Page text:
Machine readable specifications

Alex Russell slightlyoff at google.com
Fri Mar 22 05:26:51 PDT 2013


I expect that what you'll hear from implementers is that parsing isn't the
hard bit of a modern JS engine -- it's certainly not the thorniest part of
Traceur, and it doesn't do _most_ of the work a JIT-ing engine would.

If you would like to concretely improve the situation, you might ask Allen
and folks from engine teams what would simplify their jobs before proposing
a solution.

On Friday, March 22, 2013, gaz Heyes wrote:

> Hi all
>
> I'd like to discuss a radical change on how JS specifications and others
> are constructed. I suggest int based rules are used to define language
> behaviour. I know this works with last state and next state tracking and
> expected states too maybe other behaviour could be defined this way as
> well. The first part of the specification should define a list of ints that
> correspond to the state starting from 0 with 0 being a start state of
> Nothing. The initial states should be specified as follows:
>
> initalStates = {0:"Nothing",1:"FunctionExpression", 2:"FunctionStatement",
> 3:"FunctionStatementIdentifier" ...
>
> Once every state is defined as an int, each state can be used in a lookup
> table to determine the allowed last state and/or expected states. The
> lookup table is used for error messages by the parser to convert the
> corresponding int to human readable form. To define that FunctionStatement
> can follow Nothing but FunctionExpression can't follow nothing and
> FunctionStatementIdentifier is expected after FunctionStatement.
>
> rules = {
>         //FunctionStatement State
>          2:    {
>                    lastStates: {
>                                           //FunctionStatement is allowed
> after last state "Nothing"
>                                           0: true
>                                     },
>                    expectedStates: {
>                                           //FunctionStatement expects the
> next state to be FunctionStatementIdentifier
>                                           3:true
>                                    }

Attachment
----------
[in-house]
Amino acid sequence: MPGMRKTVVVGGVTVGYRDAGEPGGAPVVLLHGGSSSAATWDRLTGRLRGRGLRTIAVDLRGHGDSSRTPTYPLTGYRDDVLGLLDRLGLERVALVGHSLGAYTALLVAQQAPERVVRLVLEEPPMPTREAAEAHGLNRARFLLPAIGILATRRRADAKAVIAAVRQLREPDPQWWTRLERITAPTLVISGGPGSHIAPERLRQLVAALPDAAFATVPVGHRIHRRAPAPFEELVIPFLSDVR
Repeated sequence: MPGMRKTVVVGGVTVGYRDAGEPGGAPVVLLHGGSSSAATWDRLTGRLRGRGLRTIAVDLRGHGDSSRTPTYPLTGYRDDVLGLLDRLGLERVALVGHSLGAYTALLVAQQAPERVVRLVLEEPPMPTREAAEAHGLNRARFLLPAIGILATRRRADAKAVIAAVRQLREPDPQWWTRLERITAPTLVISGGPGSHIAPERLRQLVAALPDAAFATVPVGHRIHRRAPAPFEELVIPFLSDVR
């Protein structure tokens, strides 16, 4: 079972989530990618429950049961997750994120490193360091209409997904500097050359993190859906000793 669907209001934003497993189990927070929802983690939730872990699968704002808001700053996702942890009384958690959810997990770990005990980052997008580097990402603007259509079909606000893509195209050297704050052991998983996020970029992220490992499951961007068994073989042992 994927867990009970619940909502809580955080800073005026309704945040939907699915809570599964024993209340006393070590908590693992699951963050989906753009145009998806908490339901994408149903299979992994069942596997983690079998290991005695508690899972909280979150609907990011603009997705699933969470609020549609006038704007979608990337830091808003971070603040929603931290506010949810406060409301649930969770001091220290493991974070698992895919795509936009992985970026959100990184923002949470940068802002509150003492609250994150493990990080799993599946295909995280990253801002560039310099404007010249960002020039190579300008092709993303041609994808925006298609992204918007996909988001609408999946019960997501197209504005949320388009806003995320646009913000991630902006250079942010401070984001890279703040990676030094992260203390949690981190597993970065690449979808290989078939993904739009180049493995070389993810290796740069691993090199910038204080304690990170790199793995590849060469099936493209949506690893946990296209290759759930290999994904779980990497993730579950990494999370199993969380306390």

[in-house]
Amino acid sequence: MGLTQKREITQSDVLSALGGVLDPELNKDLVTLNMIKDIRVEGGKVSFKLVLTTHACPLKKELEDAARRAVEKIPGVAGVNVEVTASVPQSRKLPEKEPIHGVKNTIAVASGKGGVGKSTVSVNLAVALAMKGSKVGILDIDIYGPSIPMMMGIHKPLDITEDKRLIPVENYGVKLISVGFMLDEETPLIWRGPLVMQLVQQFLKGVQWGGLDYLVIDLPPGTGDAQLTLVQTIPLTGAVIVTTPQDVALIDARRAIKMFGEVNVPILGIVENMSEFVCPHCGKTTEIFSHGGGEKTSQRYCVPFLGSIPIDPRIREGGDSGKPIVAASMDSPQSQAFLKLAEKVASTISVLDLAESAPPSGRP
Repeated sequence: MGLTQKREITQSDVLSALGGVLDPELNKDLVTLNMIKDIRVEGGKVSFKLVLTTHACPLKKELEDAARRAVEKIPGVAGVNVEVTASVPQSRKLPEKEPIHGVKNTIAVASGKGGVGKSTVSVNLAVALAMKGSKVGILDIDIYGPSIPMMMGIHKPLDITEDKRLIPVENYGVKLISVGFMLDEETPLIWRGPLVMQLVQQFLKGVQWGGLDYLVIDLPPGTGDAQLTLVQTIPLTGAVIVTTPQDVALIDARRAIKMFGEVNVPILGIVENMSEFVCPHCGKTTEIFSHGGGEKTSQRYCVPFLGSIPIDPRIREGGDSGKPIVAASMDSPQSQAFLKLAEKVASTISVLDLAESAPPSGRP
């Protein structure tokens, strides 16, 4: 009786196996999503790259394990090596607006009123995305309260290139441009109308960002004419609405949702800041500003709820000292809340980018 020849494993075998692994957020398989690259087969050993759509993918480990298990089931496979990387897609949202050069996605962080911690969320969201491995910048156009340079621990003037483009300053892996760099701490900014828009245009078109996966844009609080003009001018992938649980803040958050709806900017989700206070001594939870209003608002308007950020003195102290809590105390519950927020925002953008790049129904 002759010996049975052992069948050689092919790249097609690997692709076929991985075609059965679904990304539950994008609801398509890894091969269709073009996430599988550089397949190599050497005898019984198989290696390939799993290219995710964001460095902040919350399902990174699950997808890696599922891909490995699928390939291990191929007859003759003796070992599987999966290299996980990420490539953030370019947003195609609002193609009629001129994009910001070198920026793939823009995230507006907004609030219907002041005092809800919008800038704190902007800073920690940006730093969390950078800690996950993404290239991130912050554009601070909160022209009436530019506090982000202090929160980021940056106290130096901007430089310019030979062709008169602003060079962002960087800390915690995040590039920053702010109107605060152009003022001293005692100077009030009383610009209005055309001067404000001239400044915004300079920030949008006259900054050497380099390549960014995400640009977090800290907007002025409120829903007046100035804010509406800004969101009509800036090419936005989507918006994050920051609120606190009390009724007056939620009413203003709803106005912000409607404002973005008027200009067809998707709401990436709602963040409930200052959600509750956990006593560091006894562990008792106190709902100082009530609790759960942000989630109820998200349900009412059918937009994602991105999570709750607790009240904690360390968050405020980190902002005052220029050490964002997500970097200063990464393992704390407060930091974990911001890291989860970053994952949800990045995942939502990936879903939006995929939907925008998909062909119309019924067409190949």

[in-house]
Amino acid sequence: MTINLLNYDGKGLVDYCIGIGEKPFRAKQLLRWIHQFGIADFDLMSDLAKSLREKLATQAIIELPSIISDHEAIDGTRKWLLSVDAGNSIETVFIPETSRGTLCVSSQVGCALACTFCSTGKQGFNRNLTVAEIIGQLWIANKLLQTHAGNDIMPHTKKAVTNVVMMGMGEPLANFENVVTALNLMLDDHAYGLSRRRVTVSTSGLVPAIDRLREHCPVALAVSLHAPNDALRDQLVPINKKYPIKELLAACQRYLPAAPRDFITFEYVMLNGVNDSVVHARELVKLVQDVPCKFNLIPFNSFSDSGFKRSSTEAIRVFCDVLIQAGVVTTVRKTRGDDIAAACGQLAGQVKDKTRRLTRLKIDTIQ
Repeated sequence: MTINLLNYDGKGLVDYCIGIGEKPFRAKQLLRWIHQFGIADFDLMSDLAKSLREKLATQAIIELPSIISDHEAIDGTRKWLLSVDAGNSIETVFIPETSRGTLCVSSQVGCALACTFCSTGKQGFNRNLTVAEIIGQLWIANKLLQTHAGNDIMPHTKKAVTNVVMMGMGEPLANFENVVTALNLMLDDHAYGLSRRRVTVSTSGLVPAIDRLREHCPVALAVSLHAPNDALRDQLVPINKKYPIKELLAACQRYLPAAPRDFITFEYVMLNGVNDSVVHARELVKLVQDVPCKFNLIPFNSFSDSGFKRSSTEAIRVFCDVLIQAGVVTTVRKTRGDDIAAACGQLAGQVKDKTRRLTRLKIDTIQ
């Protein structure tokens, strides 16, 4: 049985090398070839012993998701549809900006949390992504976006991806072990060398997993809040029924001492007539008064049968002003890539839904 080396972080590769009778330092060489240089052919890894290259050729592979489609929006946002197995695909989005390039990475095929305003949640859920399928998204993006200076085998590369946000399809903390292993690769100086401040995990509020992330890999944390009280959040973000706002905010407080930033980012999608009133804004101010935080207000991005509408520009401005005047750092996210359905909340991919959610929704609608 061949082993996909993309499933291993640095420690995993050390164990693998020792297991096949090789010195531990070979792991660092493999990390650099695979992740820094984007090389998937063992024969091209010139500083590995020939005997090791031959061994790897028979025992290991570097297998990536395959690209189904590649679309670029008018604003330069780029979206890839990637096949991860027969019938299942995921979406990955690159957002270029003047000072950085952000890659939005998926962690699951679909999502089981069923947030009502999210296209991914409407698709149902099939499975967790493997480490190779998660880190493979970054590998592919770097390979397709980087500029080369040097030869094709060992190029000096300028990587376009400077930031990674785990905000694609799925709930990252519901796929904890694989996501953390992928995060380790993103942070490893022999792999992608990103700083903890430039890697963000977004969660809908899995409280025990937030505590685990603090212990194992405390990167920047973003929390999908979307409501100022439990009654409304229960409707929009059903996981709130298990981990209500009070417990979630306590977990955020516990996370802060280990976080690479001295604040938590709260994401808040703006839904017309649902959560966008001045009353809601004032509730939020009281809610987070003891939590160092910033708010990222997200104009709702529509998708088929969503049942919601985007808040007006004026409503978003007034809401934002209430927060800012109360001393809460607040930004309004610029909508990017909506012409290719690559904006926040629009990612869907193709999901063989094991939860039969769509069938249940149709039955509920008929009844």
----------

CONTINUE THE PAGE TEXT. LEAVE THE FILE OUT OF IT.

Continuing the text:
>                 }
> };
>
> "lastStates" and "expectedStates" would also be ints but I added the text
> for clarity, true could be shortened to 1 for compression. To use these
> rules the parser can simply check the state machine which was the last
> state and if the next state is valid. E.g.
> lastState = 0;//Last state was Nothing
> state = 2;//FunctionStatement state
> if(rules[state].lastStates[lastState]) {
>   // FunctionStatement is allowed to follow Nothing
> }
>
> lastState = 0;//Last state was Nothing
> state = 1;//FunctionExpression state
> if(!rules[state].lastStates[lastState]) {
>    //FunctionExpression is not allowed to follow Nothing
>    error();
> }
>
> The same technique could be used for expected states since you'd just need
> to lookup the next state with the assigned expected state from the last
> state.
> Once a machine readable specification has been done we could then generate
> a human readable form of it based on the rules and it could be checked that
> it conforms to what was intended. Both specifications (human readable and
> machine readable) could be used by the implementer, when a specification
> changes the parsers could automatically update based on the machine
> readable form. Emulation for older parsers could be added within the
> browser itself by using the new specification rules in a parser shim.
>
> Thoughts?
>
> Cheers
>
> Gareth
>
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